“Make no little plans,” advised Chicago architect and urban planner Daniel Burnham. “They have no magic to stir men’s blood.”
I’m a big fan of requiring distributors and other channel partners to write a business plan. Maybe not every partner, but, assuming you’re an important supplier, then at least for your large partners or your top tier, e.g. “Platinum” partners. Recently, I completed some work for a client recommending that their distributors’ compensation hinge, on part, on the distributors creating and receiving approval for their business plans. However, I continually get “push back” from distributors, channel managers, executives and others. They complain that business plans are just a paperwork exercise. That there is no way to effectively and objectively assess the quality of a plan. That plans don’t matter, only results do. That plans never “survive first contact with the enemy.” Each of these objections have that pithy, street-smart smidgen of truth. “Been there, done that,” they seem to be saying.
However, how do I square these protests with the positive results I see from most of my business-planning clients? First, the process of partner planning, like a fine wine, takes time to mature. Sure, the results in the first year can be mediocre. For go-go sales guys this is enough to torpedo any further efforts. This leads to the second conclusion . . . senior sales management needs to buy into the concept, pushing it forward through its awkward, freshman year and soothing the many voices of protest. By the second year, both partners and channel managers are beginning to see results. More partner salespeople attend training, boosting sales. Key account plans turn into some big wins. Previously fallow marketing efforts begin to take root, building customer awareness and conversion. Sure, only results matter. But absent a plan, why would anyone have faith that positive results will happen? Just remember that “hope is not a strategy,” (attributable to economist Benjamin Ola Akande, ex-New York mayor Rudy Giuliani, and several others).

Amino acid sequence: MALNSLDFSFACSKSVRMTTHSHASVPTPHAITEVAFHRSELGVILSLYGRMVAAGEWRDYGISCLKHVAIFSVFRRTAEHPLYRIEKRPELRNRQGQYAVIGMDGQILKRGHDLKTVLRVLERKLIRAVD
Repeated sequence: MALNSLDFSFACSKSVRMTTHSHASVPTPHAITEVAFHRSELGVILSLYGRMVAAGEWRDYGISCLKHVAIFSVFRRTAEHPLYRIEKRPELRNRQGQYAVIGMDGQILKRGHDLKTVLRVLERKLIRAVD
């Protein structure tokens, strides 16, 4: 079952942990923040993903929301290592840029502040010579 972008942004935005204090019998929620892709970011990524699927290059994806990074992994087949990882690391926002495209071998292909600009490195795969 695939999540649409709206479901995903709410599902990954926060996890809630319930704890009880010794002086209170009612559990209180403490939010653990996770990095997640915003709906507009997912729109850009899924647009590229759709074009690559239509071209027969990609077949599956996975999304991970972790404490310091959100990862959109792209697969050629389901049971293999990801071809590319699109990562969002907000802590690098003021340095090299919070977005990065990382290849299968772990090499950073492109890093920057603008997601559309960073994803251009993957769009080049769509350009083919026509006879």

So, what do you think? Are channel business plans a valuable sales tool or a waste of time?